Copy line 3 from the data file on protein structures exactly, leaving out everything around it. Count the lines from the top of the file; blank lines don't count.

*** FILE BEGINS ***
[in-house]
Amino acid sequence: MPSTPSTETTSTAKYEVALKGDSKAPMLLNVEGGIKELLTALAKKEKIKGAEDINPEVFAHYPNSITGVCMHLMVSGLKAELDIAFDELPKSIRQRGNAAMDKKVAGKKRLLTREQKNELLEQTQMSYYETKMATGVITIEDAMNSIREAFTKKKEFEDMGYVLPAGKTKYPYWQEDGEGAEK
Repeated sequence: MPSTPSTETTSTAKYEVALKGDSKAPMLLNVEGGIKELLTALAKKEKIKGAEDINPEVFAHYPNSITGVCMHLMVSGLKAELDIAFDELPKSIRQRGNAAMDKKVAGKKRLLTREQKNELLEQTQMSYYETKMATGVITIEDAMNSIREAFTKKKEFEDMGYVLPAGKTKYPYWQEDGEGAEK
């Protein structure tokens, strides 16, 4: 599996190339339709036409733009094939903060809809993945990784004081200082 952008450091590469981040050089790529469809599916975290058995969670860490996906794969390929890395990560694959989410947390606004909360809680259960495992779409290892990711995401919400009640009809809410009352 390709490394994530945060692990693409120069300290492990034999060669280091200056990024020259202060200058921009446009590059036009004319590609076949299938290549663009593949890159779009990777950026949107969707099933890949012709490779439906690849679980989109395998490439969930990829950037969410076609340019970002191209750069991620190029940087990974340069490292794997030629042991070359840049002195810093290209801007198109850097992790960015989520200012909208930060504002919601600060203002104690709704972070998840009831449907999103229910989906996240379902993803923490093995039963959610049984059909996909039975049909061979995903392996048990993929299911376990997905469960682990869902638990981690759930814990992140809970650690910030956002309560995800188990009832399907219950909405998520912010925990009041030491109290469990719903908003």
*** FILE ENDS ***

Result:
Repeated sequence: MPSTPSTETTSTAKYEVALKGDSKAPMLLNVEGGIKELLTALAKKEKIKGAEDINPEVFAHYPNSITGVCMHLMVSGLKAELDIAFDELPKSIRQRGNAAMDKKVAGKKRLLTREQKNELLEQTQMSYYETKMATGVITIEDAMNSIREAFTKKKEFEDMGYVLPAGKTKYPYWQEDGEGAEK